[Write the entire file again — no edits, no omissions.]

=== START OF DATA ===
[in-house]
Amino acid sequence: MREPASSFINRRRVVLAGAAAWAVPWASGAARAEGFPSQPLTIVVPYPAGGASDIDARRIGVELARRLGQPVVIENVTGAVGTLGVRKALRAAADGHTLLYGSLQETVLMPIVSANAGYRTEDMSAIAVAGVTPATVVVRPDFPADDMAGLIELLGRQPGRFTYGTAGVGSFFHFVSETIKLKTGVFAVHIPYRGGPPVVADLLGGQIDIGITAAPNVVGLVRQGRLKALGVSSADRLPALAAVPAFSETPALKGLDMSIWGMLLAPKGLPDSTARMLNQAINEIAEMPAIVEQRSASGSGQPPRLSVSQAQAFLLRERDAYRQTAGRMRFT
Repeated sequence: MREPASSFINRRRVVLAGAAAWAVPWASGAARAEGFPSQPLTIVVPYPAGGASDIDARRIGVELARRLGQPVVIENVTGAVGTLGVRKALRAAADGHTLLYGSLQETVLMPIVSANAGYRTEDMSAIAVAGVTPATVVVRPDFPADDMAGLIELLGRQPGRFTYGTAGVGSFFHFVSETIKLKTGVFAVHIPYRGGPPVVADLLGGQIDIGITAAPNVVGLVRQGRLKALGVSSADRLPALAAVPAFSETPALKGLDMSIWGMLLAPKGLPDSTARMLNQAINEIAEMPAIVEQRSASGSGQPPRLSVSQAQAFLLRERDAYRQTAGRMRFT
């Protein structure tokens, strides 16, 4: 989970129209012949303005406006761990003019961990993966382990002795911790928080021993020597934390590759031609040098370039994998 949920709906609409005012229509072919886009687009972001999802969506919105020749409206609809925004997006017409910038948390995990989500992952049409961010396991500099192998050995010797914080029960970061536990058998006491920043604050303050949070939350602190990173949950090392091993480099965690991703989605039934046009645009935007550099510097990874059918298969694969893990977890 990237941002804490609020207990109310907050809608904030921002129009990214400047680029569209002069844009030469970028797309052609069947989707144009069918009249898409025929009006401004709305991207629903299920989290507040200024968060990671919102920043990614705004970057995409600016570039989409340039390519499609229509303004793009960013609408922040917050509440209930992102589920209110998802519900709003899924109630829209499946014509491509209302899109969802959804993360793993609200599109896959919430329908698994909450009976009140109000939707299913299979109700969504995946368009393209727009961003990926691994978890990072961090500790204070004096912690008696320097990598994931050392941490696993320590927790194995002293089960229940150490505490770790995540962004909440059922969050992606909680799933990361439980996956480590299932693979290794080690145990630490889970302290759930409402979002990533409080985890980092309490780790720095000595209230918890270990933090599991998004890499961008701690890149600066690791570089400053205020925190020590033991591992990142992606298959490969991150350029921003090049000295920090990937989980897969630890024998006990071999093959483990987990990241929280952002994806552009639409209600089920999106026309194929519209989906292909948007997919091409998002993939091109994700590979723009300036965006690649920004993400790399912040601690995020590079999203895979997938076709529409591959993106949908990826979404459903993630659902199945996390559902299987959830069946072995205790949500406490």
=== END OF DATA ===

[in-house]
Amino acid sequence: MREPASSFINRRRVVLAGAAAWAVPWASGAARAEGFPSQPLTIVVPYPAGGASDIDARRIGVELARRLGQPVVIENVTGAVGTLGVRKALRAAADGHTLLYGSLQETVLMPIVSANAGYRTEDMSAIAVAGVTPATVVVRPDFPADDMAGLIELLGRQPGRFTYGTAGVGSFFHFVSETIKLKTGVFAVHIPYRGGPPVVADLLGGQIDIGITAAPNVVGLVRQGRLKALGVSSADRLPALAAVPAFSETPALKGLDMSIWGMLLAPKGLPDSTARMLNQAINEIAEMPAIVEQRSASGSGQPPRLSVSQAQAFLLRERDAYRQTAGRMRFT
Repeated sequence: MREPASSFINRRRVVLAGAAAWAVPWASGAARAEGFPSQPLTIVVPYPAGGASDIDARRIGVELARRLGQPVVIENVTGAVGTLGVRKALRAAADGHTLLYGSLQETVLMPIVSANAGYRTEDMSAIAVAGVTPATVVVRPDFPADDMAGLIELLGRQPGRFTYGTAGVGSFFHFVSETIKLKTGVFAVHIPYRGGPPVVADLLGGQIDIGITAAPNVVGLVRQGRLKALGVSSADRLPALAAVPAFSETPALKGLDMSIWGMLLAPKGLPDSTARMLNQAINEIAEMPAIVEQRSASGSGQPPRLSVSQAQAFLLRERDAYRQTAGRMRFT
């Protein structure tokens, strides 16, 4: 989970129209012949303005406006761990003019961990993966382990002795911790928080021993020597934390590759031609040098370039994998 949920709906609409005012229509072919886009687009972001999802969506919105020749409206609809925004997006017409910038948390995990989500992952049409961010396991500099192998050995010797914080029960970061536990058998006491920043604050303050949070939350602190990173949950090392091993480099965690991703989605039934046009645009935007550099510097990874059918298969694969893990977890 990237941002804490609020207990109310907050809608904030921002129009990214400047680029569209002069844009030469970028797309052609069947989707144009069918009249898409025929009006401004709305991207629903299920989290507040200024968060990671919102920043990614705004970057995409600016570039989409340039390519499609229509303004793009960013609408922040917050509440209930992102589920209110998802519900709003899924109630829209499946014509491509209302899109969802959804993360793993609200599109896959919430329908698994909450009976009140109000939707299913299979109700969504995946368009393209727009961003990926691994978890990072961090500790204070004096912690008696320097990598994931050392941490696993320590927790194995002293089960229940150490505490770790995540962004909440059922969050992606909680799933990361439980996956480590299932693979290794080690145990630490889970302290759930409402979002990533409080985890980092309490780790720095000595209230918890270990933090599991998004890499961008701690890149600066690791570089400053205020925190020590033991591992990142992606298959490969991150350029921003090049000295920090990937989980897969630890024998006990071999093959483990987990990241929280952002994806552009639409209600089920999106026309194929519209989906292909948007997919091409998002993939091109994700590979723009300036965006690649920004993400790399912040601690995020590079999203895979997938076709529409591959993106949908990826979404459903993630659902199945996390559902299987959830069946072995205790949500406490």